5 Female Rebels From World History To Inspire You

by JR Thorpe

Are you thinking about ways to peacefully push back against an upcoming presidential administration which may soon turn many of the rights and freedoms of American women, immigrants, people of color, LGBTQ people, and many others upside down? Then get ready to read on and be inspired. Worldwide, throughout history, there have been many examples of women who engaged in profound and dogged resistance against tyranny and misery because they wanted to see change in their own countries. Some distributed pamphlets, some headed armies, some offered help and safety to those who were in danger, and others approached resistance in other ways — because there are many ways to stand up for what you believe in (and many ways to take inspiration from historical women involved in armies while being completely opposed to violence yourself — Bustle does not endorse violence in any way, shape, or form).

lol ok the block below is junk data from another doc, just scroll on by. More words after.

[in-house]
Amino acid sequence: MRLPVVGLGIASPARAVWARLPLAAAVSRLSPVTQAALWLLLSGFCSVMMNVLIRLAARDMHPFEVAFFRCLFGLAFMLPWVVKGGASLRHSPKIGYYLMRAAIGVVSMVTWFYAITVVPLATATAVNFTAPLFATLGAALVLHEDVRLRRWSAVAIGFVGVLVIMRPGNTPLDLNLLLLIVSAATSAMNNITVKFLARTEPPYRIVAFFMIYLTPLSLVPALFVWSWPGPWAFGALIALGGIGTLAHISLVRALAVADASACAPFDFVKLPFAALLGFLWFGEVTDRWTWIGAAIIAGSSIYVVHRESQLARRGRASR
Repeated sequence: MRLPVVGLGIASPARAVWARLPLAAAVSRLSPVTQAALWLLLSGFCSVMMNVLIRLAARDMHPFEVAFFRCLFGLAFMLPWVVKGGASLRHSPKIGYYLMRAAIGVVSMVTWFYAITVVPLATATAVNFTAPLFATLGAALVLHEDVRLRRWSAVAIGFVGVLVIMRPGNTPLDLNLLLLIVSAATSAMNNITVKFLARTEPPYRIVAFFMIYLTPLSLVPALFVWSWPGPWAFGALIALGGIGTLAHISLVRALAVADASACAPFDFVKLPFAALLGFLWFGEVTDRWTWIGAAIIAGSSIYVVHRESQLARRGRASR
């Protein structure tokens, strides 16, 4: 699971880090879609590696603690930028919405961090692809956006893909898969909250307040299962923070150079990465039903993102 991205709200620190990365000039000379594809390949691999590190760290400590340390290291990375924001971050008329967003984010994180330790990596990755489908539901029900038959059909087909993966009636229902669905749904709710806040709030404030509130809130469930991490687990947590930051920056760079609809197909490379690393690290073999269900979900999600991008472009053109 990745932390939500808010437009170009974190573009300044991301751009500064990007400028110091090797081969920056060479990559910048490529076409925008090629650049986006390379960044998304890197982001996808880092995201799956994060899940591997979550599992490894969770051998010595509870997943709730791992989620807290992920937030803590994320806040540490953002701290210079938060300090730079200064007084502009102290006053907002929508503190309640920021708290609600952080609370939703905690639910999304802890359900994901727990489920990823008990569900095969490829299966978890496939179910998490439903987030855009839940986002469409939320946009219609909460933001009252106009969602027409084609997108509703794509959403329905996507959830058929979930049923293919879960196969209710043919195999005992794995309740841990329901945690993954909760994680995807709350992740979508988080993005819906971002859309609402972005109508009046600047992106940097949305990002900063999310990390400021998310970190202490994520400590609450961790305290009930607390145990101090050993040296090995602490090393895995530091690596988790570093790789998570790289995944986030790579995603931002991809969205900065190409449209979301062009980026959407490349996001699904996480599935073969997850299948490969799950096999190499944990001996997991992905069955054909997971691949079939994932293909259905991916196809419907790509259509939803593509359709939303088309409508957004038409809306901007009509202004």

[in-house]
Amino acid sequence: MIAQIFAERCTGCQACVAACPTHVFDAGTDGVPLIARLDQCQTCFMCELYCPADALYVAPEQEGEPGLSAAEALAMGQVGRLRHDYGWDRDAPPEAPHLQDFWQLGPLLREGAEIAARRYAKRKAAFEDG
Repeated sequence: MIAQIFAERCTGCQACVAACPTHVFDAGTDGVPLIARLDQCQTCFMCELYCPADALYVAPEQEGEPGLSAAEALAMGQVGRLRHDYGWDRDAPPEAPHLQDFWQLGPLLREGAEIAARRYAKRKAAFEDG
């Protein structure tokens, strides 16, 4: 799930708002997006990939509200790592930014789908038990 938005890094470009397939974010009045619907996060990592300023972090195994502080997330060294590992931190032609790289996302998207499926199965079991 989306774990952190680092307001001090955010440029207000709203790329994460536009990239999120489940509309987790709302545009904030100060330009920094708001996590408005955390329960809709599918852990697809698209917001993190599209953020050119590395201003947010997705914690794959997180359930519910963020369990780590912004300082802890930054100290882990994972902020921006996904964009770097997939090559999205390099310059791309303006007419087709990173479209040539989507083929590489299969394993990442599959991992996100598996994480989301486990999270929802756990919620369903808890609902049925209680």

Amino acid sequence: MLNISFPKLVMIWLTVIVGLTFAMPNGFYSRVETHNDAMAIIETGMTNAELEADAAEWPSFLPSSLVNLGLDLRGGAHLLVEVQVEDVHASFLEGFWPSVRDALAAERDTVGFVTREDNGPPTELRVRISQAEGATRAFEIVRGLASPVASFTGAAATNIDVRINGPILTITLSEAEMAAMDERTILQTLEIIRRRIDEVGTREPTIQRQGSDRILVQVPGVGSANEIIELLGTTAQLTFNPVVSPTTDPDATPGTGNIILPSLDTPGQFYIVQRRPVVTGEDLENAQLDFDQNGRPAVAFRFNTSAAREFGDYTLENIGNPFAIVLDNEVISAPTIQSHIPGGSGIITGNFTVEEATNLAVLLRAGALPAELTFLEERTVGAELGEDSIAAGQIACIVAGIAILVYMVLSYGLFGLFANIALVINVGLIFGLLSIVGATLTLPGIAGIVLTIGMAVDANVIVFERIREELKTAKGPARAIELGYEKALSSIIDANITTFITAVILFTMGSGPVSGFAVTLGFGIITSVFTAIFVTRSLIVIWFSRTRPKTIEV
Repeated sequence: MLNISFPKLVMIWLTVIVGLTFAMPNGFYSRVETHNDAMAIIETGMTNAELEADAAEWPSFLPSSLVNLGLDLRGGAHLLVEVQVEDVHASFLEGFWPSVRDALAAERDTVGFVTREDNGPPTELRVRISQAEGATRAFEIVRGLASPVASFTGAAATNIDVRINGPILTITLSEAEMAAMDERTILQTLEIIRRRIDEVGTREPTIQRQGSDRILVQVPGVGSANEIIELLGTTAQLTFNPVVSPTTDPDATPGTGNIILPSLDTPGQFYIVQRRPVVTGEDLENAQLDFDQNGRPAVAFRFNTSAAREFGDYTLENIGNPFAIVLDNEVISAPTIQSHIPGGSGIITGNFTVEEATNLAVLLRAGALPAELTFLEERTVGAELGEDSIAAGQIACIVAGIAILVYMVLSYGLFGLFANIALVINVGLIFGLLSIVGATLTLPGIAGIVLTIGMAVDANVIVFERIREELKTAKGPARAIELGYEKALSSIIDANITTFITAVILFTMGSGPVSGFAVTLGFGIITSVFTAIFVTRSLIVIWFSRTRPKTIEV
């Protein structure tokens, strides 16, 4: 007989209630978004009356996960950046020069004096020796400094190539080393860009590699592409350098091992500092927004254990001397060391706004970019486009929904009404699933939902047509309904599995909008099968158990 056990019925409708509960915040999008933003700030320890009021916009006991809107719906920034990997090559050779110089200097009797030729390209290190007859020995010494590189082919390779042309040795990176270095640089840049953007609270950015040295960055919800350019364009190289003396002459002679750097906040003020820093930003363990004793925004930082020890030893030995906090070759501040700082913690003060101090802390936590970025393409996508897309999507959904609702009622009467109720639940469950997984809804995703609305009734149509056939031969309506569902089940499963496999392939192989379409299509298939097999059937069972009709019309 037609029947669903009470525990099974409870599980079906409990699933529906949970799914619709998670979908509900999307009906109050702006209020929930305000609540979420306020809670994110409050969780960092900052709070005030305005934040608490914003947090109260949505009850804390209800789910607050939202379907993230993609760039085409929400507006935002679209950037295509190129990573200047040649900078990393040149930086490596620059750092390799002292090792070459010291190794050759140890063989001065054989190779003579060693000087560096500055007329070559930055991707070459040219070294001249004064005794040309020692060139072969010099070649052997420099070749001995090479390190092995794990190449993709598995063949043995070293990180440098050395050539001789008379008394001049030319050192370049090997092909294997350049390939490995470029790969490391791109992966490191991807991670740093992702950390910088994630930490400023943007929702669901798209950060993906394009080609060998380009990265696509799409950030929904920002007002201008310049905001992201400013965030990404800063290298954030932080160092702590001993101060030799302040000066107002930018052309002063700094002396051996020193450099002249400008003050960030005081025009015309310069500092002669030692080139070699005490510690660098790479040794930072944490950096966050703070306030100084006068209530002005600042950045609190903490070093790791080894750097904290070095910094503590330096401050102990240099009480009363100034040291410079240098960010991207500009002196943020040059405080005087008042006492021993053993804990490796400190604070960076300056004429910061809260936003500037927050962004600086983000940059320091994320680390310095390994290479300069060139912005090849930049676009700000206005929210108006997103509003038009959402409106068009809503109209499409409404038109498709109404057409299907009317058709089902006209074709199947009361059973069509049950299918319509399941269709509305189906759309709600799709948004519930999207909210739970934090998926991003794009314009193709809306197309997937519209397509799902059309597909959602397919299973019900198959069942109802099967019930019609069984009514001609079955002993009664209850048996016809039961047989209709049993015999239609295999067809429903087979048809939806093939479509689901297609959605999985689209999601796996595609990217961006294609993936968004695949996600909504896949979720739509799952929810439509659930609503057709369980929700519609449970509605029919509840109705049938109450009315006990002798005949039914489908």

The important thing to remember is that women have been involved in every method of resistance and revolt; and they've also been leaders in plenty of movements where their contributions have been forgotten or minimized. Don't forget what they did — and remember that women have always been on the frontlines of the fight for change.

Trieu Thi Trinh, 225-248